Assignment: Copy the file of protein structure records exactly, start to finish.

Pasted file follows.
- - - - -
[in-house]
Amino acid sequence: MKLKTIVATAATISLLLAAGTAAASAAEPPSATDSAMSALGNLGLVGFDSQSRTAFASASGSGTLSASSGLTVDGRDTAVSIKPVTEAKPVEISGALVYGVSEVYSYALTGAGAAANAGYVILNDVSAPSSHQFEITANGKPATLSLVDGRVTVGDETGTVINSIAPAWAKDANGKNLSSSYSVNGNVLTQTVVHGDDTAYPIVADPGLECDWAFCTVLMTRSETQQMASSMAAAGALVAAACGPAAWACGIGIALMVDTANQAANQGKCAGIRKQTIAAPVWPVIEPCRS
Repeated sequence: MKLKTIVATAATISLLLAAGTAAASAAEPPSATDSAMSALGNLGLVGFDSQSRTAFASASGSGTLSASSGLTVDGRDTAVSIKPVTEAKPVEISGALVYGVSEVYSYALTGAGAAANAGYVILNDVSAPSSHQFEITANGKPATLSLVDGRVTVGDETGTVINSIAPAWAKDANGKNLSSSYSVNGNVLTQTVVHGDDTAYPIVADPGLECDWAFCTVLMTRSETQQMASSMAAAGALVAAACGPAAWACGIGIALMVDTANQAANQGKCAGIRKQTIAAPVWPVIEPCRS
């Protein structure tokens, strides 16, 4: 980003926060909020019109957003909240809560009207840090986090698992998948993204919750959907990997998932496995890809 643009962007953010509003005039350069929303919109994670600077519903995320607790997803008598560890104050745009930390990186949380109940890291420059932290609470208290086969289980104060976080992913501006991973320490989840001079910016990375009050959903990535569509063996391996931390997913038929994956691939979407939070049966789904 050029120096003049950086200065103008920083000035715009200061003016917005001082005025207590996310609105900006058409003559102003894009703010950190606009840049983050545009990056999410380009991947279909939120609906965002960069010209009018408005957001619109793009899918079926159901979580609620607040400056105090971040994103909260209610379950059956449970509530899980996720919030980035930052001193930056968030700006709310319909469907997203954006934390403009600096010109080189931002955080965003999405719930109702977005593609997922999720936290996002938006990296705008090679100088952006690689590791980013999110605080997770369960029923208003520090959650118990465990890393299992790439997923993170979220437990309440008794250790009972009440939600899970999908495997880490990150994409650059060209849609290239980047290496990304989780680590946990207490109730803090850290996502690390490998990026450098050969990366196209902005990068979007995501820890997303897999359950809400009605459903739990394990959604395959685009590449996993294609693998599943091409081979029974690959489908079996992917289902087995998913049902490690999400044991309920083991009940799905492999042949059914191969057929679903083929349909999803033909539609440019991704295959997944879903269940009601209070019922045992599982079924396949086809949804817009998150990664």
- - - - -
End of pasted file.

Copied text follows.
[in-house]
Amino acid sequence: MKLKTIVATAATISLLLAAGTAAASAAEPPSATDSAMSALGNLGLVGFDSQSRTAFASASGSGTLSASSGLTVDGRDTAVSIKPVTEAKPVEISGALVYGVSEVYSYALTGAGAAANAGYVILNDVSAPSSHQFEITANGKPATLSLVDGRVTVGDETGTVINSIAPAWAKDANGKNLSSSYSVNGNVLTQTVVHGDDTAYPIVADPGLECDWAFCTVLMTRSETQQMASSMAAAGALVAAACGPAAWACGIGIALMVDTANQAANQGKCAGIRKQTIAAPVWPVIEPCRS
Repeated sequence: MKLKTIVATAATISLLLAAGTAAASAAEPPSATDSAMSALGNLGLVGFDSQSRTAFASASGSGTLSASSGLTVDGRDTAVSIKPVTEAKPVEISGALVYGVSEVYSYALTGAGAAANAGYVILNDVSAPSSHQFEITANGKPATLSLVDGRVTVGDETGTVINSIAPAWAKDANGKNLSSSYSVNGNVLTQTVVHGDDTAYPIVADPGLECDWAFCTVLMTRSETQQMASSMAAAGALVAAACGPAAWACGIGIALMVDTANQAANQGKCAGIRKQTIAAPVWPVIEPCRS
């Protein structure tokens, strides 16, 4: 980003926060909020019109957003909240809560009207840090986090698992998948993204919750959907990997998932496995890809 643009962007953010509003005039350069929303919109994670600077519903995320607790997803008598560890104050745009930390990186949380109940890291420059932290609470208290086969289980104060976080992913501006991973320490989840001079910016990375009050959903990535569509063996391996931390997913038929994956691939979407939070049966789904 050029120096003049950086200065103008920083000035715009200061003016917005001082005025207590996310609105900006058409003559102003894009703010950190606009840049983050545009990056999410380009991947279909939120609906965002960069010209009018408005957001619109793009899918079926159901979580609620607040400056105090971040994103909260209610379950059956449970509530899980996720919030980035930052001193930056968030700006709310319909469907997203954006934390403009600096010109080189931002955080965003999405719930109702977005593609997922999720936290996002938006990296705008090679100088952006690689590791980013999110605080997770369960029923208003520090959650118990465990890393299992790439997923993170979220437990309440008794250790009972009440939600899970999908495997880490990150994409650059060209849609290239980047290496990304989780680590946990207490109730803090850290996502690390490998990026450098050969990366196209902005990068979007995501820890997303897999359950809400009605459903739990394990959604395959685009590449996993294609693998599943091409081979029974690959489908079996992917289902087995998913049902490690999400044991309920083991009940799905492999042949059914191969057929679903083929349909999803033909539609440019991704295959997944879903269940009601209070019922045992599982079924396949086809949804817009998150990664």